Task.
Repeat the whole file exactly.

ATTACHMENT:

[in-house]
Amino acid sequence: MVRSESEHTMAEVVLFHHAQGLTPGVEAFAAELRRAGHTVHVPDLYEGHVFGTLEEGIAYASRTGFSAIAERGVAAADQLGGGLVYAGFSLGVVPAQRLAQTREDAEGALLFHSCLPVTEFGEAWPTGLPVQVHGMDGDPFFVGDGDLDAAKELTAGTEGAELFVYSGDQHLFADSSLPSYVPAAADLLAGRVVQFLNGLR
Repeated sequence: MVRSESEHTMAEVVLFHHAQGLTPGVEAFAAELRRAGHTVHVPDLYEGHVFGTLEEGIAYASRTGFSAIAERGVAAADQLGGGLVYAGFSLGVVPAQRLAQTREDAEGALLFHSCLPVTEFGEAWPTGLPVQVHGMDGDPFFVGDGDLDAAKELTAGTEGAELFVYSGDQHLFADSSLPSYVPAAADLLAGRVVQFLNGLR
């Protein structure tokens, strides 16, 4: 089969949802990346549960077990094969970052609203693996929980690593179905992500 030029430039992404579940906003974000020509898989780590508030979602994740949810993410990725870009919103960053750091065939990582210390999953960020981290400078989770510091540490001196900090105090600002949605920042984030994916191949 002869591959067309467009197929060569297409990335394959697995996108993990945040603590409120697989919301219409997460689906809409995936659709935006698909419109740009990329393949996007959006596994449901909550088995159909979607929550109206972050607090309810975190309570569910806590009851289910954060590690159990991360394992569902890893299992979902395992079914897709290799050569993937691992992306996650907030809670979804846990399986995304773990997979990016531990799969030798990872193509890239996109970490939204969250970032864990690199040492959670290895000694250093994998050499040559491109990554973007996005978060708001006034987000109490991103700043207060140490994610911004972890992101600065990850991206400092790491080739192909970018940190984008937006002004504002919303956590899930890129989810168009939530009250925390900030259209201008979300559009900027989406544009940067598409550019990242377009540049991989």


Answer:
[in-house]
Amino acid sequence: MVRSESEHTMAEVVLFHHAQGLTPGVEAFAAELRRAGHTVHVPDLYEGHVFGTLEEGIAYASRTGFSAIAERGVAAADQLGGGLVYAGFSLGVVPAQRLAQTREDAEGALLFHSCLPVTEFGEAWPTGLPVQVHGMDGDPFFVGDGDLDAAKELTAGTEGAELFVYSGDQHLFADSSLPSYVPAAADLLAGRVVQFLNGLR
Repeated sequence: MVRSESEHTMAEVVLFHHAQGLTPGVEAFAAELRRAGHTVHVPDLYEGHVFGTLEEGIAYASRTGFSAIAERGVAAADQLGGGLVYAGFSLGVVPAQRLAQTREDAEGALLFHSCLPVTEFGEAWPTGLPVQVHGMDGDPFFVGDGDLDAAKELTAGTEGAELFVYSGDQHLFADSSLPSYVPAAADLLAGRVVQFLNGLR
């Protein structure tokens, strides 16, 4: 089969949802990346549960077990094969970052609203693996929980690593179905992500 030029430039992404579940906003974000020509898989780590508030979602994740949810993410990725870009919103960053750091065939990582210390999953960020981290400078989770510091540490001196900090105090600002949605920042984030994916191949 002869591959067309467009197929060569297409990335394959697995996108993990945040603590409120697989919301219409997460689906809409995936659709935006698909419109740009990329393949996007959006596994449901909550088995159909979607929550109206972050607090309810975190309570569910806590009851289910954060590690159990991360394992569902890893299992979902395992079914897709290799050569993937691992992306996650907030809670979804846990399986995304773990997979990016531990799969030798990872193509890239996109970490939204969250970032864990690199040492959670290895000694250093994998050499040559491109990554973007996005978060708001006034987000109490991103700043207060140490994610911004972890992101600065990850991206400092790491080739192909970018940190984008937006002004504002919303956590899930890129989810168009939530009250925390900030259209201008979300559009900027989406544009940067598409550019990242377009540049991989």